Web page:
How do palliative care specialists help you make your best decisions?

They help by...

  • Describing your condition using different words than oncologists use
  • Answering your questions about your condition and options
  • Helping clarify your top-priority hopes and preferences
  • Avoiding misunderstandings by exploring what common phrases mean to you (for example, “I want to get better” means different things to different people)
  • Offering an outside perspective based on experience and expertise

What if you and your loved ones don't agree about treatment?

When it comes to your illness, everyone has his or her own desires and worries. Disagreements are common. It's okay to disagree, too, unless others' opinions keep you from making the best decisions for you. One way palliative care can help you is by helping your family.

Regarding your decisions, palliative care specialists help guide your loved ones to...

  • Understand and support the decisions that are best for you
  • Deal with their own desires and worries in ways that help them and don't harm you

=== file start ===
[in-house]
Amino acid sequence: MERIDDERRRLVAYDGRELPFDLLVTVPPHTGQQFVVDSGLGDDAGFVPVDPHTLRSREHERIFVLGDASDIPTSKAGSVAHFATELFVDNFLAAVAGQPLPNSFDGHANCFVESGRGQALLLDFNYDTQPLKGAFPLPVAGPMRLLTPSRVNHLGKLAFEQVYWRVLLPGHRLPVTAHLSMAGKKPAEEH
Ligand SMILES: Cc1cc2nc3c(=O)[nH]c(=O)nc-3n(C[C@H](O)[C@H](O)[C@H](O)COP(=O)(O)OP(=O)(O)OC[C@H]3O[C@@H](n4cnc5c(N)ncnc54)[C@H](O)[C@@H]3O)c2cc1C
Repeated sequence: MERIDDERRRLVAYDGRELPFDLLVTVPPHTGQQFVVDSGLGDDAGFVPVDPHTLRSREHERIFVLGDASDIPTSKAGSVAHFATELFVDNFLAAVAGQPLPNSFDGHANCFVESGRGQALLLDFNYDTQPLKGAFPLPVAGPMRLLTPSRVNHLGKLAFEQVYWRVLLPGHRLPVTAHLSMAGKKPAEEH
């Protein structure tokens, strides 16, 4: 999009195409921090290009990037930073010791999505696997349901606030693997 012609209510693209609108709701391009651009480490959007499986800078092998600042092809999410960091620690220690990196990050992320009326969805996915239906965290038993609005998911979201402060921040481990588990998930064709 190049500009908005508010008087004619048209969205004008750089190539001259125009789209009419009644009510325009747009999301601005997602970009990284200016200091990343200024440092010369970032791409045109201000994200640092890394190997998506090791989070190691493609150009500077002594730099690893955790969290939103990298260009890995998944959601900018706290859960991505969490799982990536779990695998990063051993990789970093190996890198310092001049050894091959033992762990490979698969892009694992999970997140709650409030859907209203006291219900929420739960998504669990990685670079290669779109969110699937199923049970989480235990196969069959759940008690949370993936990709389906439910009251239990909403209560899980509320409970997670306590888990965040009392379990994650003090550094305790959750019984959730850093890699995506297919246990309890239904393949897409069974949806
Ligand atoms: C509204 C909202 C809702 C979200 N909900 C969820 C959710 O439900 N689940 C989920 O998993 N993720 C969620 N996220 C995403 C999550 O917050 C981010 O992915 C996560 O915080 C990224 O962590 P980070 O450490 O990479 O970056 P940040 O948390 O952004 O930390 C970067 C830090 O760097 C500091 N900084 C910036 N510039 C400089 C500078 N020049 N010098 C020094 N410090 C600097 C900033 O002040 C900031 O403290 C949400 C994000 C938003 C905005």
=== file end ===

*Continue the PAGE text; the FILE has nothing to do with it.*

What if it's too early to discuss what you'd want if you became too ill to tell us?

It's never too early—even if you were perfectly healthy—to discuss what you would want if you ever got too ill to say. Advances in supportive care (such as breathing machines and artificial nutrition) can keep people alive while recovery is very, very unlikely—and those treatments can cause suffering. That is why we need to know what you would want us to do.

People sometimes get very sick without warning. During a crisis, it's much more difficult to have these discussions. By talking about these things now, you don't risk getting very sick before you have a chance to tell us what you want (and end up having things done that you don't want done). Once we've had these discussions, you can relax. You can take comfort knowing you've done all you can to maintain as much control as possible, whatever happens... and knowing we will work hard to honor your wishes.

What now?

Let's talk about asking palliative care experts to help us discuss your treatment options in helpful, hopeful ways.